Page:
Having spare computer cables on hand is always a good idea, but what do you do when you have suddenly inherited a very large collection of cables that need cleaning? Can you safely clean them using a dishwasher? Today’s SuperUser Q&A post has the answers to a curious, cable-rich reader’s questions.
Today’s Question & Answer session comes to us courtesy of SuperUser—a subdivision of Stack Exchange, a community-driven grouping of Q&A web sites.
SuperUser reader user58446 wants to know if it is safe to clean computer cables in a dishwasher:
A large quantity of assorted computer cables has recently come into my possession. The collection includes almost every type of computer-related cable you could want (video, USB, Ethernet, printer, audio and speaker, SATA, power, etc.). I am focusing on just the passive cables here, nothing with active electronics or things like power bricks. They became dirty while in storage and need to be cleaned.
Most of us have probably heard about washing a keyboard in a dishwasher and I find myself wondering if the same method can be applied to dirty cables. My assumption is that because the older PS2 keyboards used in those dishwashing experiments have their own cables attached, what would be the difference between those cables and the ones I have?
Some of the possible concerns I can envision with using a dishwasher to clean these cables are:
- The construction of these cables could be different from a keyboard cable and the materials/fastenings might not hold up to dishwasher cleaning.
- The water temperature in a dishwasher might be too hot for the materials used in some kinds of cables.
- Immersing some kinds of cables in water might be bad for them, so some might be cleanable in a dishwasher and some not.
My assumption is that if all kinds of cables cannot be safely cleaned in this way, cables fall into just a few broad categories that drive what would be dishwasher-safe.
- Washability: What characteristics (i.e. type of construction or type of use) would differentiate computer-related cables that should not be cleaned in a dishwasher from those that can be, and why?
- Scope Of Risk: If a computer cable is put in a dishwasher and is adversely affected in a way that is not externally visible (so it would be used rather than discarded), would it only be the cable itself that was affected or are there any kinds of computer cables where the kinds of adverse effects from dishwasher cleaning could damage the equipment it is plugged into?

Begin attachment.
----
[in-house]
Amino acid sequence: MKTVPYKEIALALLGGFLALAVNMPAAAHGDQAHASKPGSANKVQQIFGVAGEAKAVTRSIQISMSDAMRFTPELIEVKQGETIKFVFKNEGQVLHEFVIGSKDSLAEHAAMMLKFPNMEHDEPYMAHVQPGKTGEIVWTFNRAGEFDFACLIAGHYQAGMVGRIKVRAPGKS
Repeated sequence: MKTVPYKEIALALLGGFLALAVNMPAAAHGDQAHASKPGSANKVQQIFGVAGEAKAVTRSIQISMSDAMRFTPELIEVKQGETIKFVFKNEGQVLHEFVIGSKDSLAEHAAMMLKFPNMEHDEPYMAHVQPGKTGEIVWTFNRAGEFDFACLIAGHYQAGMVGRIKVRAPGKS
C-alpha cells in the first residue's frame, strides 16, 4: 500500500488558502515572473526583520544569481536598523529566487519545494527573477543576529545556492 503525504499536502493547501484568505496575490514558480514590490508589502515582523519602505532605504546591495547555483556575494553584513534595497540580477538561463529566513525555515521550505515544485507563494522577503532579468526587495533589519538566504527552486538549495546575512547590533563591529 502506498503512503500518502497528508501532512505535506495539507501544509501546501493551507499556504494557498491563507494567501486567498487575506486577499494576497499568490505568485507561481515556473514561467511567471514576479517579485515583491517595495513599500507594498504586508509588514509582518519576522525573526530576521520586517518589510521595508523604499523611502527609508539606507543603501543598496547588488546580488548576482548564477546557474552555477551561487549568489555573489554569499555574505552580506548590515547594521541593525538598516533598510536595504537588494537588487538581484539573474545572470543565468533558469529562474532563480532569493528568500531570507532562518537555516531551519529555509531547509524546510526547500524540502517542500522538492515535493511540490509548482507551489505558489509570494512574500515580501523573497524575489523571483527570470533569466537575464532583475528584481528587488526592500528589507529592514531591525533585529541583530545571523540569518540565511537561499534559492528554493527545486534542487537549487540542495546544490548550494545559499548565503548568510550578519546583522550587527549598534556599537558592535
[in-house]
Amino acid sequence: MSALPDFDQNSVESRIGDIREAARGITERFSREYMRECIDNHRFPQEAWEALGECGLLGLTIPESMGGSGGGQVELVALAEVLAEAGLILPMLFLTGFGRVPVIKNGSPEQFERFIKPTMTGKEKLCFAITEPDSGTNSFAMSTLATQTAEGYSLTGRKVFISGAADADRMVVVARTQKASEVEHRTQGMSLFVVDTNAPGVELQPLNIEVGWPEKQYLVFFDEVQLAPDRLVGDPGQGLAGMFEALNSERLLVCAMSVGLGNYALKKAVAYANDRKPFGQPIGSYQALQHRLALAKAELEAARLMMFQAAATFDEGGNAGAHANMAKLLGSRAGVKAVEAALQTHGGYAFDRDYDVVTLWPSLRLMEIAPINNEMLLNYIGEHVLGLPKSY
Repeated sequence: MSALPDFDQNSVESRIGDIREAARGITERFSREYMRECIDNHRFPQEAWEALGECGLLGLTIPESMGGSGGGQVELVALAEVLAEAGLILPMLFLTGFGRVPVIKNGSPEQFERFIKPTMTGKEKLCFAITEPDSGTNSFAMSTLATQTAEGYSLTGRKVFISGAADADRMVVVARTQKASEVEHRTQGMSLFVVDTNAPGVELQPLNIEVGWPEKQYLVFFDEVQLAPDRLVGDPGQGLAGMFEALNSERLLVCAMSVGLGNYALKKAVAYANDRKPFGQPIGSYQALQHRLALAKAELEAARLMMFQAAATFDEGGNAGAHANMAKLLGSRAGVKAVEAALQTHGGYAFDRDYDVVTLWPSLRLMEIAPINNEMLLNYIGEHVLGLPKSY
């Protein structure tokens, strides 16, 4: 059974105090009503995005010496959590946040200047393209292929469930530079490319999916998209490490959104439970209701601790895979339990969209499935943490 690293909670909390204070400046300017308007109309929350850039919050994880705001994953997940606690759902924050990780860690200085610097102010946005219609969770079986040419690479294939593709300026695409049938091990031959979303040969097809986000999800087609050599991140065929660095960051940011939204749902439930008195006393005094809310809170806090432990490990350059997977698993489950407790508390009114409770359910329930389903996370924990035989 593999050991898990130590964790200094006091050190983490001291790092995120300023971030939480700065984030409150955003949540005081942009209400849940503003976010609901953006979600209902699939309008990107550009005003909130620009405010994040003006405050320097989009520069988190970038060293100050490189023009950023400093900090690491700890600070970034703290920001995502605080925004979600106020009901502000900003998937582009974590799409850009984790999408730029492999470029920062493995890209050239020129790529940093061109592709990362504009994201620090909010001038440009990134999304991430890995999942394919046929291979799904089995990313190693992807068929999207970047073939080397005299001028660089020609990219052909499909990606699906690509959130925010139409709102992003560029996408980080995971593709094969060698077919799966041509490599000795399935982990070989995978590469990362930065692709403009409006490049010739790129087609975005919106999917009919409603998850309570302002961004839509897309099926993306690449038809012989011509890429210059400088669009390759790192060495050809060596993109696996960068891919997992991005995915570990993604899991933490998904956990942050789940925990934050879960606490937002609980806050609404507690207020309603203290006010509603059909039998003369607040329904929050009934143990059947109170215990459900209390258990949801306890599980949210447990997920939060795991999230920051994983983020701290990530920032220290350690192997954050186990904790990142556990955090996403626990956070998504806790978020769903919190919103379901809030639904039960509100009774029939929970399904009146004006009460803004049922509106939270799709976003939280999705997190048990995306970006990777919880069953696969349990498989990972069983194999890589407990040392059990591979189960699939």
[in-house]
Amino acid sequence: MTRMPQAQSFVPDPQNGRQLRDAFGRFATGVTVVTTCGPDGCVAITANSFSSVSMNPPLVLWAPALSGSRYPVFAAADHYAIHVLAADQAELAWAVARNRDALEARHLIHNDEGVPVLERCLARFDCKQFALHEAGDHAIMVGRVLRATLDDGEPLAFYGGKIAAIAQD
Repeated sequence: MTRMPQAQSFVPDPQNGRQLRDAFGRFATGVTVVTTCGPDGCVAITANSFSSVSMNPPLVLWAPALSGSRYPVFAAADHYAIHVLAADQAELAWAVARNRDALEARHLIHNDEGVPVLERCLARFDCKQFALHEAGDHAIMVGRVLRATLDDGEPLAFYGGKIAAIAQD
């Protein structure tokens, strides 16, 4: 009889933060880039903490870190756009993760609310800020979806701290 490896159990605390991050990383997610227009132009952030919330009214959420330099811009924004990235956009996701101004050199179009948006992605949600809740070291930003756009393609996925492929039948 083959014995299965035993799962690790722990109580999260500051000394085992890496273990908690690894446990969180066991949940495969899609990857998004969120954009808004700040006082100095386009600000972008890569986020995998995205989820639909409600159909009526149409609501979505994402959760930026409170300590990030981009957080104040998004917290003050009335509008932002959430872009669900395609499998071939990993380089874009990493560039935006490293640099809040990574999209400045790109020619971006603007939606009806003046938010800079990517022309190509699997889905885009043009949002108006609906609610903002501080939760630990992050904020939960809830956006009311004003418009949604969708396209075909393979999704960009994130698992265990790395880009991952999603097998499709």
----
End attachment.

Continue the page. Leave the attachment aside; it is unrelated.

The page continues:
Is it safe to clean computer cables in a dishwasher?
SuperUser contributor fixer1234 has the answer for us:
People do all kinds of things that are not a good idea. If you read the answers on your linked question, you will see that some people managed to get away with it and some did not.
Personally, I would not use a dishwasher at all for cables or other electrical/electronic components. The detergent requires very hot water to thoroughly dissolve and rinse, and can leave residue. It also tends to be a little corrosive. The plastic will not melt at dishwasher temperatures (unless a cable falls near the drying element), but it can leach out some of the plasticizer and make the plastic more brittle.
If you are going to use a dishwasher, I would limit it to molded cables like power cables or speaker cables where there are just a few wires, the wires are heavy, you are dealing with low frequencies, and/or the molded connectors hermetically seal the ends.
Where you have openings into the connector or cable, water and detergent is likely to wick in and will be difficult to remove. Capillary action can pull liquid into nooks and crannies, and into the cable, where evaporation can take ages. Using heat to dry it out may even make it worse because the cable can act like a heat pipe; the evaporated water spreads as a vapor to other areas, so you can end up spreading it more than getting rid of it.
In any kind of cable, residual water can, over time, cause the conductors to become brittle and more prone to breakage (through oxidation and chemical/electro-chemical reactions mentioned in the answers by txtechhelp, Nick T, and Tonny). The thinner the wires in the cable are, the less metal they have and the more susceptible they are.
Different Types of Cables
If water gets into low frequency cables, it can shorten the service life of the cable, but it probably will not significantly change the cable’s performance. Cables used for high-speed data communication are a different matter; the water itself can be an immediate problem because these cables are not just wires and connectors. Their performance relies on electrical characteristics of the cable design. Water can affect those characteristics and degrade performance.
What you are trying to get rid of is external. The cables should still be internally good. If you get water inside, you may create issues you do not currently have. A better solution is to just hand clean the cables externally by wiping them with a rag and some isopropyl alcohol.
The risks relate primarily to the performance or service life of the cable. The only risk of damage I can envision to something other than the cable would be getting water inside the plug of a power cord. You could potentially get leakage currents that could corrode the wires or cause other problems beyond the cable itself.
Have something to add to the explanation? Sound off in the comments. Want to read more answers from other tech-savvy Stack Exchange users? Check out the full discussion thread here.
Image Credit: Cory Doctorow (Flickr)
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